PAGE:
In the period, around 40000 years ago, when Indonesia was still joined to mainland Asia by a land bridge, it is believed people crossed over and inhabited the land. Early inhabitants were farmers and evidence shows their use of stone tools and pottery. By 700 BC, bronze and iron became a key part of society, which was increasingly organised and cooperation of villages saw the growth of kingdoms and trade with nations like China and India. Around this time, Hinduism and Buddhism also took root. The Borobudur temple is found in Indonesia; it is the world’s largest Buddhist temple and was one of the Seven Wonders of the World. Empires, some Hindu and some Buddhist, rose and fell between the 8th and 15th centuries. In this time, Islam spread slowly and then became dominant, leaving Bali as the only island with a Hindu majority. Muslim traders capitalised on the spice trade, however the draw of profits from nutmeg, ginger, cinnamon, cloves and mace meant the attraction of European empires. In the early colonial period, the country was controlled by the Portuguese, then the Dutch, then the British (with a brief interlude by the French) and again, finally, by the Dutch. Throughout the period many Indonesians did fight the control of these powers though nationalist movements only became more organised in the early 20th century. WWII saw more exploitation of the island as the country was invaded by Japan. Although the end of the war brought a self-declared independence, Dutch power sought to regain control, leading to a number of drawn out conflicts and eventually, on the 2nd of November 1949, the Dutch agreed to formally recognize Indonesian independence. Today the economy is growing slowly and the country is a democratic presidential republic. It also has the largest Muslim population in the world despite being a secular state.
Given this history, it is easy to understand why Indonesian culture is a unique mix of indigenous and foreign influences. The fusion of multiple religious beliefs, such as Hindu Javanese Abangan belief, Hinduism, Buddhism and animism in Bodha, and Hinduism and animism in Kaharingan show how blended a culture the nation has. In Bali, dances tell stories of ancient Buddhist and Hindu kingdoms, while on other islands, Islamic art forms and architecture are present. Western influence shows up largely in science and technology as well as in forms of modern entertainment like tv, film and music. India, too, has a notable influence in songs and movies, for example a popular type of song is the Indian-rhythmical dangdut, which is often mixed with Arab and Malay folk music. The country is rich in handicrafts and various forms are found across the many islands: wood carvings for ornamentation and furniture, silverwork and engraving from Yogyakarta and Sumatra; filigree from South Sulawesi and Bali and, also, different styles of clay, sandstone and wood sculptures.
With so much of its history determined by its reputation as the ‘Spice Islands’, it’s no wonder that Indonesian food is packed with enough flavour to punctuate your dreams. Although meals are generally simple, the plentiful use of various roots, spices, grasses, and leaves adds zest to most dishes. Much of the food is prepared with contrasting flavors, such as a spicy sweet or hot sauce served over a bed of plain white rice (which is in fact a popular meal throughout the country). Other dishes worth tasting include: Indonesian Satay (meat skewers with peanut sauce and a national dish), Beef Rendang (a spicy beef curry without broth), Fried Rice (Also called Nasi Goreng and a national dish), Nasi Rawon (beef stew with a nutty flavour and a deep, black colour), Sop Buntut (Oxtail Soup), Siomay (Indonesia’s version of dim sum as definitely street food at its best), Indomie (Indonesian Instant Noodles which are highly addictive), Nasi Uduk (rice cooked in coconut milk usually served with fried chicken and a number of other ingredients), Sweet Martabak (the Indonesian version of a pancake) and Pempek (fish and tapioca).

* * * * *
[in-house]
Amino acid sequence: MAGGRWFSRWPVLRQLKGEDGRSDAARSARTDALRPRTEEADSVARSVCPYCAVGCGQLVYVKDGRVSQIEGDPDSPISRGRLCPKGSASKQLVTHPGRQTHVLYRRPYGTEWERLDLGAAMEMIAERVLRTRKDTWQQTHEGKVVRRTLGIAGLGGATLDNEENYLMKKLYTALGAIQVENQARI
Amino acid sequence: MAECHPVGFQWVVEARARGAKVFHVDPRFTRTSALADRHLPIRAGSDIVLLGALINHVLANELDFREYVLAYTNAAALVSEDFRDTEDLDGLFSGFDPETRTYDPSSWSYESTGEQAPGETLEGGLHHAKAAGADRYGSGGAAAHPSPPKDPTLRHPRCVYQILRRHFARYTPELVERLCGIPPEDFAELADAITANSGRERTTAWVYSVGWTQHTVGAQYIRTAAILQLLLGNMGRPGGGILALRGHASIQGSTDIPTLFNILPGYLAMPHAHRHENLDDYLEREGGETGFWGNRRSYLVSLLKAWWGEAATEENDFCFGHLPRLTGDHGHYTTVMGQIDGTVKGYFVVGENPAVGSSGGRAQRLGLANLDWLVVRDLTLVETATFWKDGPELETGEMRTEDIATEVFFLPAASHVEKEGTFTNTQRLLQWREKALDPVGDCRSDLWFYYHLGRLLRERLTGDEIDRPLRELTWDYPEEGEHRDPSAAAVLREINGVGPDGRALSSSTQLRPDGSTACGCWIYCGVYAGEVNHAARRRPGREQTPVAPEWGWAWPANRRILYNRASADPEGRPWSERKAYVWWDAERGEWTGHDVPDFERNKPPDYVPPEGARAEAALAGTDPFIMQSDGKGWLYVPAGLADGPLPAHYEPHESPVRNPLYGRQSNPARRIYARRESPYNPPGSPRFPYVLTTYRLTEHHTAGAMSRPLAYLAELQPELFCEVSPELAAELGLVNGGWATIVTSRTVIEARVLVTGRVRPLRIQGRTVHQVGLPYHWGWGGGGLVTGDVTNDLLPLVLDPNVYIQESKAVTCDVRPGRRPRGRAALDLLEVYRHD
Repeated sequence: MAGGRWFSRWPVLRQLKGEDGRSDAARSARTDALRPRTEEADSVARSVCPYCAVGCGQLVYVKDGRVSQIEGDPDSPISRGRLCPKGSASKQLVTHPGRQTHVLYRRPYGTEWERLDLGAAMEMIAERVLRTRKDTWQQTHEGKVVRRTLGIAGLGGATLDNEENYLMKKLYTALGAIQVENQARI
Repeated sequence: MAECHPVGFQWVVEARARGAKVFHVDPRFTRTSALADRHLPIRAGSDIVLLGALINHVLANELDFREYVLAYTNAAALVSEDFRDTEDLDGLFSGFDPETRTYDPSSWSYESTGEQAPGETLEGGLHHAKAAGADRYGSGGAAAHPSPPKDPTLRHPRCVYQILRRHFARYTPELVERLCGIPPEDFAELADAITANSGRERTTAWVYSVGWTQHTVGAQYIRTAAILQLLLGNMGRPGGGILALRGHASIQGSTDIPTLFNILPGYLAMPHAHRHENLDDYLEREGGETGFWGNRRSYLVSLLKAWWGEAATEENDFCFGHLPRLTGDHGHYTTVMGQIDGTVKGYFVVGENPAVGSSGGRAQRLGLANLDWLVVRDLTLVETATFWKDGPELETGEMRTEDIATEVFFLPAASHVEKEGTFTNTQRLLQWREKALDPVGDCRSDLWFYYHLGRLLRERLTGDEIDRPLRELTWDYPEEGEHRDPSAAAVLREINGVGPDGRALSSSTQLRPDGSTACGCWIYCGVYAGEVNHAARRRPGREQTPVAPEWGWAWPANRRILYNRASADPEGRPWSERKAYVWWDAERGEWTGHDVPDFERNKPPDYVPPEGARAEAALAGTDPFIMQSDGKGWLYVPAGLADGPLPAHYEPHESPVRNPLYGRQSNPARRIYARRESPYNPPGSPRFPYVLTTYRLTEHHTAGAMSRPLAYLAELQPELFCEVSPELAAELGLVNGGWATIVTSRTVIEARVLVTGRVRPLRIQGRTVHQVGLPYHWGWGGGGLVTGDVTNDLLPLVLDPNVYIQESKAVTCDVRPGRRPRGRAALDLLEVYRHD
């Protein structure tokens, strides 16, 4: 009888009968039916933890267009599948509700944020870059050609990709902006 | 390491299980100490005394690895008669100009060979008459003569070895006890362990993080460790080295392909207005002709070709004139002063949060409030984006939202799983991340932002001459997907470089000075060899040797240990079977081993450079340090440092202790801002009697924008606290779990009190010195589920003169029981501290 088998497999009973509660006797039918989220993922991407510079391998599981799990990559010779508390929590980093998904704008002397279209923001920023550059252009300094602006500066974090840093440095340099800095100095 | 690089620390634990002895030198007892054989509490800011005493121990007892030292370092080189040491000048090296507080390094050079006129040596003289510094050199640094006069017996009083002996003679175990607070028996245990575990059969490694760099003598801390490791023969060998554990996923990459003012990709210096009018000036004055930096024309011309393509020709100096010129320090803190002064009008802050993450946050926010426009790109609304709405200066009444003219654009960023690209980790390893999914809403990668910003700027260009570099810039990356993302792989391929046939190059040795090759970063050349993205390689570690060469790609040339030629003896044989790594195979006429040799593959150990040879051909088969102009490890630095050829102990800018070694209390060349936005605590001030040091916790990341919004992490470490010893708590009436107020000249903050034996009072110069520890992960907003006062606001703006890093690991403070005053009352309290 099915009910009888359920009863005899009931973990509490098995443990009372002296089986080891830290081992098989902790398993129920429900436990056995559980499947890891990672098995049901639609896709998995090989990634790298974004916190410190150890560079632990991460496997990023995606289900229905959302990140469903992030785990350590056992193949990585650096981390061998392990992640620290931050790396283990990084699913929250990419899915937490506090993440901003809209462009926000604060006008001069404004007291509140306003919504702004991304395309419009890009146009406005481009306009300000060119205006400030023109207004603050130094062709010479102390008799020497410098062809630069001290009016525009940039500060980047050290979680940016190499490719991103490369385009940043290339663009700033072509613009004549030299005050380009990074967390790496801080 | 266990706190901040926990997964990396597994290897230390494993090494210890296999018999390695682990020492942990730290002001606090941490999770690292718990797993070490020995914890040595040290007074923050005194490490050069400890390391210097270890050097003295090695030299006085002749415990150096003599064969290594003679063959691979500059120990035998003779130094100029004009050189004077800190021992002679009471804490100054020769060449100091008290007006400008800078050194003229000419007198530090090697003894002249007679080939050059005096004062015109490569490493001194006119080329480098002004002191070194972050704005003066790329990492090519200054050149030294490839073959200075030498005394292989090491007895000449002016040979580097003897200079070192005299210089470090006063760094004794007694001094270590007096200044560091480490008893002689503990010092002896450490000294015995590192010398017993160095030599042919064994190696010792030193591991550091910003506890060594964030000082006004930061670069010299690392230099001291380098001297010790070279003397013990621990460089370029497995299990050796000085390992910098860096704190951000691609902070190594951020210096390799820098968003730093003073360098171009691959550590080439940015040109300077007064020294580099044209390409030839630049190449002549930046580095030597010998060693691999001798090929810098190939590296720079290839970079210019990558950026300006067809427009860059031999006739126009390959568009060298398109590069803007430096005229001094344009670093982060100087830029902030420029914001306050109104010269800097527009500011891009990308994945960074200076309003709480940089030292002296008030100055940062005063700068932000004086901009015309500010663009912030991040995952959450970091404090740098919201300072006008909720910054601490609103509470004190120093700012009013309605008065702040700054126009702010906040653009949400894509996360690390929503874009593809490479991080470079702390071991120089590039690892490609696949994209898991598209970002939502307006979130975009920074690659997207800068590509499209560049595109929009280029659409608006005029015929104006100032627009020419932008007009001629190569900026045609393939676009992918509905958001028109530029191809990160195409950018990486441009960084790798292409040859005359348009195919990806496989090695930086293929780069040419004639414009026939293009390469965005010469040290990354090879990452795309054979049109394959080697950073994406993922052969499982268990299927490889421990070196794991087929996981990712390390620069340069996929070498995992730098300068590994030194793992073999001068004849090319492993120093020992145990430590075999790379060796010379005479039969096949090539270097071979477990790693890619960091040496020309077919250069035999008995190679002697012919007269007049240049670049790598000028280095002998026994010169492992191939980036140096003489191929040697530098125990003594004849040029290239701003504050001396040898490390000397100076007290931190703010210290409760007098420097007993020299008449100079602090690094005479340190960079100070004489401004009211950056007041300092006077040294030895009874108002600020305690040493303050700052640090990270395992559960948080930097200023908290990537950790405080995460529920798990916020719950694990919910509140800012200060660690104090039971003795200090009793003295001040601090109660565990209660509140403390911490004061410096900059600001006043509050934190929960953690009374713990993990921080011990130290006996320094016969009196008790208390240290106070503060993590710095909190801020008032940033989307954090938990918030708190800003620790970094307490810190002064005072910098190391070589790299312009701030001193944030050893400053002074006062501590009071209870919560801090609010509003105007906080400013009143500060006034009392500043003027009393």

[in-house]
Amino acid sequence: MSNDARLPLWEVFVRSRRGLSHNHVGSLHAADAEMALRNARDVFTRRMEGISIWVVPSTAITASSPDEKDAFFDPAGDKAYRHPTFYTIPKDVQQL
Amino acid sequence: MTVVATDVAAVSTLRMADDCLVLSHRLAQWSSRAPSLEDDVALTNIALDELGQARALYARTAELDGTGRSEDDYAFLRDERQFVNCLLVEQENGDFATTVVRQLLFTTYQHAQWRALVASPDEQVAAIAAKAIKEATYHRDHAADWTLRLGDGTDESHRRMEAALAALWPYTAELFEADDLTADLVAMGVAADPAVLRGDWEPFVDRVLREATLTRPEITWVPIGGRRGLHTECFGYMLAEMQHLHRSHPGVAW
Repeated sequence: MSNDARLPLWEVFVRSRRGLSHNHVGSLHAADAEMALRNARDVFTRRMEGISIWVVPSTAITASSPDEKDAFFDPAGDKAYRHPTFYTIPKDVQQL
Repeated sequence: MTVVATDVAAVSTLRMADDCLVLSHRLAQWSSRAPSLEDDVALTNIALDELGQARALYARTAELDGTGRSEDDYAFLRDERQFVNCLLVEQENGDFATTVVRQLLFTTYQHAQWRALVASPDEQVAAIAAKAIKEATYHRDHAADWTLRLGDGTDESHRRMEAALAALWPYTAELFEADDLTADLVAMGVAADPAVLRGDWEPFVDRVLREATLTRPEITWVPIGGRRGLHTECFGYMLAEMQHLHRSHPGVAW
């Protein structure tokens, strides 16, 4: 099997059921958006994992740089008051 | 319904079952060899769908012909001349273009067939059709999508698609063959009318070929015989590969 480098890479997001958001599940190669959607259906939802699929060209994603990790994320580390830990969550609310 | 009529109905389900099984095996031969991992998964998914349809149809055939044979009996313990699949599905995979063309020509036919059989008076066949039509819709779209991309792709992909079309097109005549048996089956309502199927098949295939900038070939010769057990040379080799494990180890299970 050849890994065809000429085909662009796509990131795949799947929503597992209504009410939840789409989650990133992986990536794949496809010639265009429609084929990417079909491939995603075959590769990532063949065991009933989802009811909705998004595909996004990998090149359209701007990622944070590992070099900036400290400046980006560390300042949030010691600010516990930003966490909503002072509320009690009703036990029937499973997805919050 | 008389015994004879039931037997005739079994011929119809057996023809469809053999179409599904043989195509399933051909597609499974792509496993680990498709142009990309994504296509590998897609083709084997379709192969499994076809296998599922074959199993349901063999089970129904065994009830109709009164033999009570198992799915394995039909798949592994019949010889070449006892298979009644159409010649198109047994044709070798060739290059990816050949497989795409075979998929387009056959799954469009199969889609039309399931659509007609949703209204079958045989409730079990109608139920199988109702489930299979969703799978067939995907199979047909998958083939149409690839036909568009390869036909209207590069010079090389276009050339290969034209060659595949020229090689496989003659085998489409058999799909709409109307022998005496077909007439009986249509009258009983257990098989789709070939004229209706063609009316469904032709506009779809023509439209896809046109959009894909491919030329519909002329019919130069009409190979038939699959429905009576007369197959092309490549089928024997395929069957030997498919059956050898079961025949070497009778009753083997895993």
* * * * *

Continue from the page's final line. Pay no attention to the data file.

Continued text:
It should be no surprise that there is endless opportunity for adventure in Indonesia. In East Java there is Bromo, an active volcano which is famed for glorious sunrises with the backdrop of the magnificent cone. Also in East Java is IIjen, another active, though much quieter volcano with a crater and turquoise sulfur lake near the summit. At night, with the combustion of sulfuric gasses, what’s known as the “blue fire” lights up the sky. In Central Java, Dieng Plateau is at the height of the Dieng Volcanic Complex and is cherished for the magnificent, unrestricted view of the cities and fields. Lengkuas Island, which is centrally located, has clear, untouched beaches decorated with smooth white sands and majestic granite boulders and is also home to a towering lighthouse built during the Dutch colonial era. Labuan Cermin, in East Kalimantan, has water as clear as glass that lets you see your boat’s shadow. Ubud, in Bali, has the famous Tegalalang rice terrace as well as the world’s friendliest and most creative people. The Wae Rebo, a remote village on Flores Island, has iconic traditional houses and the picturesque Kelimutu Lake. Toba Lake, in northern Sumatra, is Indonesia’s biggest lake and arguably one of the most beautiful. Mount Rinjani, in North Lombok, is the second-highest volcano in Indonesia and it reserves its beauty for the most adventurous tourists. These are just a few of some of the sites to see and adventures to be had and, while description makes it sound incredible, there is nothing quite like experiencing them first hand.